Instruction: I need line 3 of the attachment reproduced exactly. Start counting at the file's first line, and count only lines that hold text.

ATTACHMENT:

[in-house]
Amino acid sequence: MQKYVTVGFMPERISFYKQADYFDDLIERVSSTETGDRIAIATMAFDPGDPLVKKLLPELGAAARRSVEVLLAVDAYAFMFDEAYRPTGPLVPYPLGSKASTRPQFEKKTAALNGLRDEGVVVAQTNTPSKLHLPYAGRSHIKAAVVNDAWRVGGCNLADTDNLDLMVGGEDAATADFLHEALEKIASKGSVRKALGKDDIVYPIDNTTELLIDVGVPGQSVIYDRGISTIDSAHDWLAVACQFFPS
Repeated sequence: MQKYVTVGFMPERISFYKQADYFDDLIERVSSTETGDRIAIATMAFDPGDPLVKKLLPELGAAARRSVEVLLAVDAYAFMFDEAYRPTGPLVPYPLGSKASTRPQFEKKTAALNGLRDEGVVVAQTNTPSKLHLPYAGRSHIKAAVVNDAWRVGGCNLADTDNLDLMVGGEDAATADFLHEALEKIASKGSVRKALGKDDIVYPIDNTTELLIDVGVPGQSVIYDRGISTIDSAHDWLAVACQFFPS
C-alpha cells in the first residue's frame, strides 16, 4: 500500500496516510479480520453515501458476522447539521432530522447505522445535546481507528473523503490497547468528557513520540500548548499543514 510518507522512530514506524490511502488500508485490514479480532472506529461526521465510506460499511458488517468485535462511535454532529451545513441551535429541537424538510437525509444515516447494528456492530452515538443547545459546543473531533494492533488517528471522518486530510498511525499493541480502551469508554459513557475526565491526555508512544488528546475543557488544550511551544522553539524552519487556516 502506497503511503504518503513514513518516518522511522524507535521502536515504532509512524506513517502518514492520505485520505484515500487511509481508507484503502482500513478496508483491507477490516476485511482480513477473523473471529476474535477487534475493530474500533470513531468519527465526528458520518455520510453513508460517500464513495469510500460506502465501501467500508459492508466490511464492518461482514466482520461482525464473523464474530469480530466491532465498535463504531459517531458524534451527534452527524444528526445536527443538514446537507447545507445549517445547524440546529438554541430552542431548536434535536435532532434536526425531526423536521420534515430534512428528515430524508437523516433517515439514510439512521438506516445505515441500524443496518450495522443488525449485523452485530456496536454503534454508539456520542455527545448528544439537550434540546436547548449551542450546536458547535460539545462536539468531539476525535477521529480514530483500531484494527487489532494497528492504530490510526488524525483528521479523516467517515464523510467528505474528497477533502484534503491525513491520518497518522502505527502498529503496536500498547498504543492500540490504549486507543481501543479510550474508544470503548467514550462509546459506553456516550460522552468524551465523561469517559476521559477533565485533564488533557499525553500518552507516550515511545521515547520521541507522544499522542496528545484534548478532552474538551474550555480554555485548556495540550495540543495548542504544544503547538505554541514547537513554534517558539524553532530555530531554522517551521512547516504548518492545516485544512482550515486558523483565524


Repeated sequence: MQKYVTVGFMPERISFYKQADYFDDLIERVSSTETGDRIAIATMAFDPGDPLVKKLLPELGAAARRSVEVLLAVDAYAFMFDEAYRPTGPLVPYPLGSKASTRPQFEKKTAALNGLRDEGVVVAQTNTPSKLHLPYAGRSHIKAAVVNDAWRVGGCNLADTDNLDLMVGGEDAATADFLHEALEKIASKGSVRKALGKDDIVYPIDNTTELLIDVGVPGQSVIYDRGISTIDSAHDWLAVACQFFPS